On the other hand, I was not so much a fan of the intense internality that controls most of the book. The vast majority of it happens inside of Mirasol’s head, with dialogue and action indirectly reported, and flashbacks and occasionally repetitive exposition occupying much of the first half of the novel. So while I was deeply intrigued by the setting and circumstances,  I felt a little stifled and not immediately involved. I was also put off by the flatness of the political conflict that eventually tests both Chalice and Master. I realize that for McKinley it’s always more about how her protagonists overcome difficulties, rather than what in particular they’re overcoming, but it can start to seem a little silly when all the villains are either greedy Overlords or mincing sycophants.

Overall, though, I was happy to sit back and enjoy the ride, just soaking up the odd, earthy details of Mirasol’s life, the rituals that she concocts and carries out, and the few characters with whom she interacts. Also, the love story is very sweet. Throughout, McKinley wields crisp, vivid language that particularly helps to crystallize Mirasol’s experiences of magic. Chalice is not a must-read if you’re not already a big McKinley fan, but it is beautiful and ultimately satisfying, if on the slower side.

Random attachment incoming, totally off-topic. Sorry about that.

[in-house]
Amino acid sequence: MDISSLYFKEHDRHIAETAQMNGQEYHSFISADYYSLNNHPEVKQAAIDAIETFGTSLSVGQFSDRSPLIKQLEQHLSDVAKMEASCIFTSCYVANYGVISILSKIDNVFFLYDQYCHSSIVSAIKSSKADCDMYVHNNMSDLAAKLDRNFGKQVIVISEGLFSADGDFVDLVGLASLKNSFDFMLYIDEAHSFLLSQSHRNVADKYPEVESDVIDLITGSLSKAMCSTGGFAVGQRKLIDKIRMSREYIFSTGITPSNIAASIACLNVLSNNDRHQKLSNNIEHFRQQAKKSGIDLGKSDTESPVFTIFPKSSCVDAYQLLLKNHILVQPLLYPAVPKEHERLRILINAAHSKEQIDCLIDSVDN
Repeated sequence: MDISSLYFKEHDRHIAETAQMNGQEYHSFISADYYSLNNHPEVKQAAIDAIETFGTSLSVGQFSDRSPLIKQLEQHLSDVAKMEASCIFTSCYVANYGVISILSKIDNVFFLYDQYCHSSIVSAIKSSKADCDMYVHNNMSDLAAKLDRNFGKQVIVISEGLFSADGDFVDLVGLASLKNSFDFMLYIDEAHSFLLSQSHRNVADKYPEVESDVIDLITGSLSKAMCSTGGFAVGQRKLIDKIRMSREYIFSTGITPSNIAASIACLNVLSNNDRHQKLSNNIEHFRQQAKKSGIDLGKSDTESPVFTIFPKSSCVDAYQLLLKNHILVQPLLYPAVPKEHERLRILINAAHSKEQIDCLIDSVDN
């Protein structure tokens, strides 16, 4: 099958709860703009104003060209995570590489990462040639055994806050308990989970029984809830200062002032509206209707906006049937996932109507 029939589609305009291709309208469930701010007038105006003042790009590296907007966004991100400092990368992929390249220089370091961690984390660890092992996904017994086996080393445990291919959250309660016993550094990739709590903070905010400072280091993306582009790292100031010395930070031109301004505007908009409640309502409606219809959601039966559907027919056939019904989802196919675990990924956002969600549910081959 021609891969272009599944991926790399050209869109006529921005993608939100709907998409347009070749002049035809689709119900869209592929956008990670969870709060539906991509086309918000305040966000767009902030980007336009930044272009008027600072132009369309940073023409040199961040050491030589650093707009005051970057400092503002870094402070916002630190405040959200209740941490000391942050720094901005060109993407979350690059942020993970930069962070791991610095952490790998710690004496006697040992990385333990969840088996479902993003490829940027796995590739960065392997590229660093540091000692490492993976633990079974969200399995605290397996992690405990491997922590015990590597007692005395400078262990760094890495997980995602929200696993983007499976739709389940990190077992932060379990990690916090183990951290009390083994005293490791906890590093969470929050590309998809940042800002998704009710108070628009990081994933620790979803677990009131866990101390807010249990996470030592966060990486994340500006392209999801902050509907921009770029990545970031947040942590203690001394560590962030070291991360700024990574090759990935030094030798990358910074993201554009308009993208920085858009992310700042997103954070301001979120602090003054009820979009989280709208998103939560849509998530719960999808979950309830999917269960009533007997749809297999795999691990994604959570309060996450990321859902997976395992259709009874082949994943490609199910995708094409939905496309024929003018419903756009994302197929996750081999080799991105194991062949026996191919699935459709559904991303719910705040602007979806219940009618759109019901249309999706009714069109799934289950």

Go to:
Robin McKinley: bio and works reviewed
Beauty (1976), review by Emera
Deerskin (1993), review by Emera
Deerskin (1993), review by Kakaner

The Bell at Sealey Head, by Patricia A. McKillip (2008) E

Date read: 12.30.10
Book from: Public library
Reviewer: Emera

The Bell at Sealey Head

The Bell at Sealey Head contains the most outright sexual passage I can recall reading in any of Patricia McKillip’s work. Tellingly, it’s also a tongue-in-cheek commentary on bibliomania: